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Zen and the art of archery.

Zen and the art of archery.
May 17, 2013, 03:30:19 AM
I moved my archery target, a few days ago, from the garden, out into the woods, to gain more range and tidy up the garden. I can stand off up to seventy yards now.
That's a good long way, for a longbow, and still be able to hit reasonably accurately, although it would be nothing special for a compound bow. But I only have a recurve and a longbow, being the traditionalist I am.

Straw bales are a great arrow-stopper, although it remains to be seen if the deer will eat them.
Over the bales I have a two-foot-square hessian bag full of synthetic roofing paper, all screwed up into a fairly solid medium, inside the bag. And a nine-inch roundel marked on the front for an aiming point.

I hadn't shot an arrow in many months, but, astonishingly, my first arrow hit the bull, at about sixty yards.
This is astonishing for a number of reasons, but it is a phenomenon I have seen several times. That first arrow is, more often than not, the most accurate one of all. And why would that be?

I can only surmise that the first shot is concerned only with finding the range, elevation-wise, and by not caring where it hits, it unintentionally gets to be the best shot. I couldn't believe my eyes. The second shot was almost as accurate, about two inches right. And all following shots fell into the predictable groove of reasonably accurate, in a loose group, with one or two low misses.

Zen, at work. Dispense with desire, and unlikely results occur.

Squawk!

Re: Zen and the art of archery.
May 17, 2013, 03:42:29 AM
I'd definitely back you up with that assertion, as I've experienced this phenomenon quite a few times myself. "Freedom is secured not by the fulfilling of men's desires, but by the removal of desire".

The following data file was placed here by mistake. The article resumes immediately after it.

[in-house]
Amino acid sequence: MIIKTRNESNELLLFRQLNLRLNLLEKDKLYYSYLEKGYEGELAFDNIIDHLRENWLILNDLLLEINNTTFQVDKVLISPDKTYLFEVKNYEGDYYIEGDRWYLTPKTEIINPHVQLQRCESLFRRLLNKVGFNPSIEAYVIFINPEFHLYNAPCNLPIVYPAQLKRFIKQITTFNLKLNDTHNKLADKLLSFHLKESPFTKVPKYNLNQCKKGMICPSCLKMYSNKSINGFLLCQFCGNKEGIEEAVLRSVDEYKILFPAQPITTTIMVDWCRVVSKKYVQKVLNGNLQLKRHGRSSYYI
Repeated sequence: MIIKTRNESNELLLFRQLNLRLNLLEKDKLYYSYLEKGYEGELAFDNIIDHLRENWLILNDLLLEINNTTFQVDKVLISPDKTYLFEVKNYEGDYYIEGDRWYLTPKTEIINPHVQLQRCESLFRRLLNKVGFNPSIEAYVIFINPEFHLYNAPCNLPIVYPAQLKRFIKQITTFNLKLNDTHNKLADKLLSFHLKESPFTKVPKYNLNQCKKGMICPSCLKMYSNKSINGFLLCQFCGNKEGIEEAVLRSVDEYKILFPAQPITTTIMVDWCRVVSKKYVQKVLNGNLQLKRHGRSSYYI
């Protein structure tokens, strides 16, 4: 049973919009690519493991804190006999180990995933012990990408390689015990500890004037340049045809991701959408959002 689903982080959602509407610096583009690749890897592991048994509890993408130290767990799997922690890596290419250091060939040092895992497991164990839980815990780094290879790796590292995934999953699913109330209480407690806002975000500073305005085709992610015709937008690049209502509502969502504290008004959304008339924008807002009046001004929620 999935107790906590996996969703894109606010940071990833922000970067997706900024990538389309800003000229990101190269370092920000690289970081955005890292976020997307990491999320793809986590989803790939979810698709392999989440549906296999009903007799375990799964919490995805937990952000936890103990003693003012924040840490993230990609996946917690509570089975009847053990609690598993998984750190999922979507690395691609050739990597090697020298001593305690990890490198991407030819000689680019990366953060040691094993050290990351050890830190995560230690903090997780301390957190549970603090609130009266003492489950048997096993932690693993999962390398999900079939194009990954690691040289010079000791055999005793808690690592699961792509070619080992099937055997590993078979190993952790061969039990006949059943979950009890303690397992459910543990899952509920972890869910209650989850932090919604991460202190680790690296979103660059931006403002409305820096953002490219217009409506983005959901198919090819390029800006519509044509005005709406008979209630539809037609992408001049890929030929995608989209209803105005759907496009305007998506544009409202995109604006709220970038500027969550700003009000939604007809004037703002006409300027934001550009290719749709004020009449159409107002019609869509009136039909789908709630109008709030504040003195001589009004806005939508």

Then again, if you have no desire to hit the bulls-eye, why judge such a shot to be better than missing the target entirely? One of life's little paradoxes.
Just a walking corpse.

Re: Zen and the art of archery.
May 17, 2013, 03:54:40 AM
Haha :)
That's the spirit.
Archery is all about accuracy. If you aren't interested in being accurate, then there is no point to it.
What I was talking about is the desire to be accurate, versus being accurate without the desire to be.
A fine point, but fine points are what makes stuff like this interesting.
Accuracy is the goal. Desire for accuracy is not.
As you see: there is no need for the desire. It can only hinder.
Squawk!

Re: Zen and the art of archery.
May 20, 2013, 06:01:33 AM
My toy recurve bow is too light on draw weight to take advantage of anything over forty five yards.
The arc the arrow makes, becomes a ludicrous drop-off past that range.
There seems a direct correlation between draw weight and accurate range:
35lbs = 35 yards.
40lbs = 40 yards.
55lbs = 55 yards.

In the glory days of 1415 AD, most longbows were around 200lbs at full draw, and the skeletons of medieval archers show severe bone and joint deformation to prove it. Hence the massive range: 200 yards, or more.
Very few modern day archers have the musculature to pull such a bow, and it is now rare to see any longbow over 60lbs.

Muscle-rebuilding continues. Within reason.
Squawk!

Re: Zen and the art of archery.
May 20, 2013, 07:46:37 AM
Precision is all
Not accurate desire
A crow with a bow.

-A Haiku :)

It's all about hitting the spot between pretentiousness and silliness. I think I did okay.

Re: Zen and the art of archery.
May 20, 2013, 08:04:47 AM
At first, the haiku didn't fascinate me much. The commentary changed that. Hitting the precise spot between 2 axes seems to be the common thread that links archery and poetry.
Just a walking corpse.

Re: Zen and the art of archery.
May 20, 2013, 06:31:38 PM
Crows don't do haikus. They run more to limericks...

There once was a crow with a bow,
if you didn't, before, now you know.
It would fly like an arrow, not at all like a sparrow,
and thereby did not shoot its toe.

Squawk!

Re: Zen and the art of archery.
May 20, 2013, 08:38:44 PM
At first, the haiku didn't fascinate me much. The commentary changed that. Hitting the precise spot between 2 axes seems to be the common thread that links archery and poetry.

Sort of related: Are you familiar with the idea of the coincidentia oppositorum?

Quote
The term is also used in describing a revelation of the oneness of things previously believed to be different. Such insight into the unity of things is a kind of transcendence, and is found in various mystical traditions.